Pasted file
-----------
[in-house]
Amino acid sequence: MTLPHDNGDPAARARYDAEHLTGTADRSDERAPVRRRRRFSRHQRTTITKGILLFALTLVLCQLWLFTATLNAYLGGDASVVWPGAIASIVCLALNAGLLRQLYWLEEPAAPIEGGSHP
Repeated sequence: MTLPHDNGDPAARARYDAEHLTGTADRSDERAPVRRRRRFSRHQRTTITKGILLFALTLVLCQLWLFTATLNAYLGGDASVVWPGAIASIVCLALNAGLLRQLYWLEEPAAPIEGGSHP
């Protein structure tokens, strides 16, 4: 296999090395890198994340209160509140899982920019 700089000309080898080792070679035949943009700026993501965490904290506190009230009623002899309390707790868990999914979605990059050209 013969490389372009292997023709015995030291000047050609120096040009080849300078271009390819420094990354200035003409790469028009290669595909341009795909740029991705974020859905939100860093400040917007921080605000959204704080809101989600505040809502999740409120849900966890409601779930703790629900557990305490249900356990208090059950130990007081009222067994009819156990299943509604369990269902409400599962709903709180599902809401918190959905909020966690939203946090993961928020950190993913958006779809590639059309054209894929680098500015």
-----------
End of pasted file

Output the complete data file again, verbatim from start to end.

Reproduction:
[in-house]
Amino acid sequence: MTLPHDNGDPAARARYDAEHLTGTADRSDERAPVRRRRRFSRHQRTTITKGILLFALTLVLCQLWLFTATLNAYLGGDASVVWPGAIASIVCLALNAGLLRQLYWLEEPAAPIEGGSHP
Repeated sequence: MTLPHDNGDPAARARYDAEHLTGTADRSDERAPVRRRRRFSRHQRTTITKGILLFALTLVLCQLWLFTATLNAYLGGDASVVWPGAIASIVCLALNAGLLRQLYWLEEPAAPIEGGSHP
């Protein structure tokens, strides 16, 4: 296999090395890198994340209160509140899982920019 700089000309080898080792070679035949943009700026993501965490904290506190009230009623002899309390707790868990999914979605990059050209 013969490389372009292997023709015995030291000047050609120096040009080849300078271009390819420094990354200035003409790469028009290669595909341009795909740029991705974020859905939100860093400040917007921080605000959204704080809101989600505040809502999740409120849900966890409601779930703790629900557990305490249900356990208090059950130990007081009222067994009819156990299943509604369990269902409400599962709903709180599902809401918190959905909020966690939203946090993961928020950190993913958006779809590639059309054209894929680098500015």